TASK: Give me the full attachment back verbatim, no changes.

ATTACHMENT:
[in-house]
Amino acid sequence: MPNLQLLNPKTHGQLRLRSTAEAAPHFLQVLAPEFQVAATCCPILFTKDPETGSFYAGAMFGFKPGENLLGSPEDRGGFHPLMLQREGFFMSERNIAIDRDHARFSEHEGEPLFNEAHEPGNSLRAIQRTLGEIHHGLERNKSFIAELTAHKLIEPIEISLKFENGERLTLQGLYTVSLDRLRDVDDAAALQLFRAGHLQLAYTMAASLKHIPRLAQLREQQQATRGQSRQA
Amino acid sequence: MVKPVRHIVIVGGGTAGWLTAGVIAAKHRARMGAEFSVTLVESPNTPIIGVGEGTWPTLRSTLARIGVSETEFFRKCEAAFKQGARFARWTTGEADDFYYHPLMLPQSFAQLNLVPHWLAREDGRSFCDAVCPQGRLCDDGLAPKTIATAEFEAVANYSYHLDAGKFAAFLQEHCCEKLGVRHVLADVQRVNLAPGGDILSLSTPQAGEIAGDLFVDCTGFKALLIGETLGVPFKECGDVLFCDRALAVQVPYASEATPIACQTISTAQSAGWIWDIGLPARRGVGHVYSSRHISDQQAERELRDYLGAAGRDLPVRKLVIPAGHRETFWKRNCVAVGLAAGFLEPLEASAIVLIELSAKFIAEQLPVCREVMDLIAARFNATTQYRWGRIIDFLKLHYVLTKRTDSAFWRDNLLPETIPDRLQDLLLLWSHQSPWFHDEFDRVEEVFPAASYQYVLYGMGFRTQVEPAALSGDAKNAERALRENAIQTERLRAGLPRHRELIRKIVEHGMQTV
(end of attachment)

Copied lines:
[in-house]
Amino acid sequence: MPNLQLLNPKTHGQLRLRSTAEAAPHFLQVLAPEFQVAATCCPILFTKDPETGSFYAGAMFGFKPGENLLGSPEDRGGFHPLMLQREGFFMSERNIAIDRDHARFSEHEGEPLFNEAHEPGNSLRAIQRTLGEIHHGLERNKSFIAELTAHKLIEPIEISLKFENGERLTLQGLYTVSLDRLRDVDDAAALQLFRAGHLQLAYTMAASLKHIPRLAQLREQQQATRGQSRQA
Amino acid sequence: MVKPVRHIVIVGGGTAGWLTAGVIAAKHRARMGAEFSVTLVESPNTPIIGVGEGTWPTLRSTLARIGVSETEFFRKCEAAFKQGARFARWTTGEADDFYYHPLMLPQSFAQLNLVPHWLAREDGRSFCDAVCPQGRLCDDGLAPKTIATAEFEAVANYSYHLDAGKFAAFLQEHCCEKLGVRHVLADVQRVNLAPGGDILSLSTPQAGEIAGDLFVDCTGFKALLIGETLGVPFKECGDVLFCDRALAVQVPYASEATPIACQTISTAQSAGWIWDIGLPARRGVGHVYSSRHISDQQAERELRDYLGAAGRDLPVRKLVIPAGHRETFWKRNCVAVGLAAGFLEPLEASAIVLIELSAKFIAEQLPVCREVMDLIAARFNATTQYRWGRIIDFLKLHYVLTKRTDSAFWRDNLLPETIPDRLQDLLLLWSHQSPWFHDEFDRVEEVFPAASYQYVLYGMGFRTQVEPAALSGDAKNAERALRENAIQTERLRAGLPRHRELIRKIVEHGMQTV